I’ll admit it – when it comes to tying flies, I suffer from obsessive-compulsive disorder. No matter how much time I’ve spent tying a fly, I will not transfer it from the vise to the box unless it’s what I consider a masterpiece. Every hair has to be just so, the eyes must be completely symmetrical, every strand of flash has to be the perfect length, and without a doubt, the head or nose (depending on the pattern) has to be flawless.
I realize that if a fly appears as food, a hungry fish will look past what I consider imperfections. However, I rationalize my obsessive-compulsive tendencies: Not only do I take pride in tying nice-looking flies, but I believe that having confidence in the fly will increase my hookup ratio.
There are many things you can do to improve the appearance and functionality of your flies, but I’ll save most for other columns. For this one I’ll focus on how you can create picture-perfect heads and noses.
**Leave Enough Room
**The first thing to consider when it comes to building a head or nose is how much of the shank you need. It’s tempting to tie in materials close to the eye of the hook, since that is where most flies are finished off. If you make a poor call and don’t leave enough room, though, you will end up with materials that extend over the eye. This is problematic because unless the materials are completely wrapped, they have a tendency to slip. Also, a fly in this condition makes it easy for head cement to find its way into the eye when applied. And let’s not forget – it’s unattractive. To avoid this, I first visualize where I want the head or nose of the pattern to start. Once that’s determined, I consciously cheat that distance back toward the bend of the hook approximately one-eighth inch. In all my years of tying, I’ve turned out thousands of flies, and I’m still amazed at how fast the space I leave on the shank gets eaten up by wraps and materials, which is why I always leave myself a little more wiggle room than I think I need.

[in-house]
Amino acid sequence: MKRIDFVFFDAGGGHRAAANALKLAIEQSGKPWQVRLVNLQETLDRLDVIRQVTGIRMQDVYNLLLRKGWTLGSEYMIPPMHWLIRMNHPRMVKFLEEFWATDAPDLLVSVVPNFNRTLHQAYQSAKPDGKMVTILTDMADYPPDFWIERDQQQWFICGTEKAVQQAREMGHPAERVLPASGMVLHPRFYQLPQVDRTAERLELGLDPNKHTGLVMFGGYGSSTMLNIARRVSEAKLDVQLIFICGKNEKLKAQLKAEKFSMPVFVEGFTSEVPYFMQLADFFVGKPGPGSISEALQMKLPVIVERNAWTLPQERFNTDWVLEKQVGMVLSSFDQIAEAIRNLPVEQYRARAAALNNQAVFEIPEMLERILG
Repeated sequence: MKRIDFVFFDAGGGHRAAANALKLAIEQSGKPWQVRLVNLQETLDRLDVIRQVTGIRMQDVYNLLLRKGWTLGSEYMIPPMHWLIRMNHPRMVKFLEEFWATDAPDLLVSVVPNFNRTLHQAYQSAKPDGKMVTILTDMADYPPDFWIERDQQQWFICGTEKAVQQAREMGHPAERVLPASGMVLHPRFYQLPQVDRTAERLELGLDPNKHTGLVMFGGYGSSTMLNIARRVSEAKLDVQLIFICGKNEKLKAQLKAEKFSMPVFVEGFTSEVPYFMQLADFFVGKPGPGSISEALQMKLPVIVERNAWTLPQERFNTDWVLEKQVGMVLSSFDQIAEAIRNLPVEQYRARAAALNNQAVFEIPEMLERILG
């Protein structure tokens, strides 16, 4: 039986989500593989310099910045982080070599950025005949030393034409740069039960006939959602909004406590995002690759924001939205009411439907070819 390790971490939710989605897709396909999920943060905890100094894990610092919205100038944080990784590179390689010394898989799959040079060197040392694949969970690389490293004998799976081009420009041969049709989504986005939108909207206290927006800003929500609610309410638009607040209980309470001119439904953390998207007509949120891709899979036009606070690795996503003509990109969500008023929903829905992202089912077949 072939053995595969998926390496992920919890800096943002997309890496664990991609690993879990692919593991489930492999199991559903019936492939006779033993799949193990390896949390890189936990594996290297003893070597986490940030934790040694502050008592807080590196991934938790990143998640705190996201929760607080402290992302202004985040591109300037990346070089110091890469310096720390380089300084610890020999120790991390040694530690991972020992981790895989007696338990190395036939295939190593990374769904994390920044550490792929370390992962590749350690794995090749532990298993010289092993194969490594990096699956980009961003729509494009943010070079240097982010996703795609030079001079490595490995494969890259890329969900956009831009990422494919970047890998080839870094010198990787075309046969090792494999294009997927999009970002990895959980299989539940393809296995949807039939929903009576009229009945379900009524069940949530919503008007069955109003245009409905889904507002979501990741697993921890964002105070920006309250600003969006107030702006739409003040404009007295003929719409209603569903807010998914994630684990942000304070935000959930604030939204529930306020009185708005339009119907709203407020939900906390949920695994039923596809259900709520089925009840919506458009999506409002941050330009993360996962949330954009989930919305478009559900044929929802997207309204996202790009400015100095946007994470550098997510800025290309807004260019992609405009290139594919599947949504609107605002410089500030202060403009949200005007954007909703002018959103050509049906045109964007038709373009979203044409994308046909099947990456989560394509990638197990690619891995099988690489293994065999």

**Using too much material also contributes to ugly heads and noses. There’s a fine line between using just the right amount and using way too much. With most materials, I feel a less is more approach is best. Aside from throwing off the balance of the fly, using excessive amounts of material will almost always leave you with an unsightly head or nose. This is a problem that took me years to correct. I can remember tying Clouser Minnows in which I used so much bucktail they actually floated, despite having lead eyes. A common flaw I noticed in all of those poor excuses for flies was the dreaded staircase. This is the jump from the top of the material tied in down to the shank and is a telltale sign that too much material is in play. It is possible to compensate for this stair-step appearance with thread wraps, but be judicious with your wraps. You have only so many to work with before the head or nose becomes too bulky. Use as many as you need to secure the material to the shank, but not one more. The goal is to save as many wraps as can so you can use the thread to shape the head or nose at the end of the tying process. I find that when I trim my material at a slight angle and then tie it in, I’m able to use fewer wraps, and what might have been a staircase ends up more like a ramp, which is a much easier shape to wrap over neatly.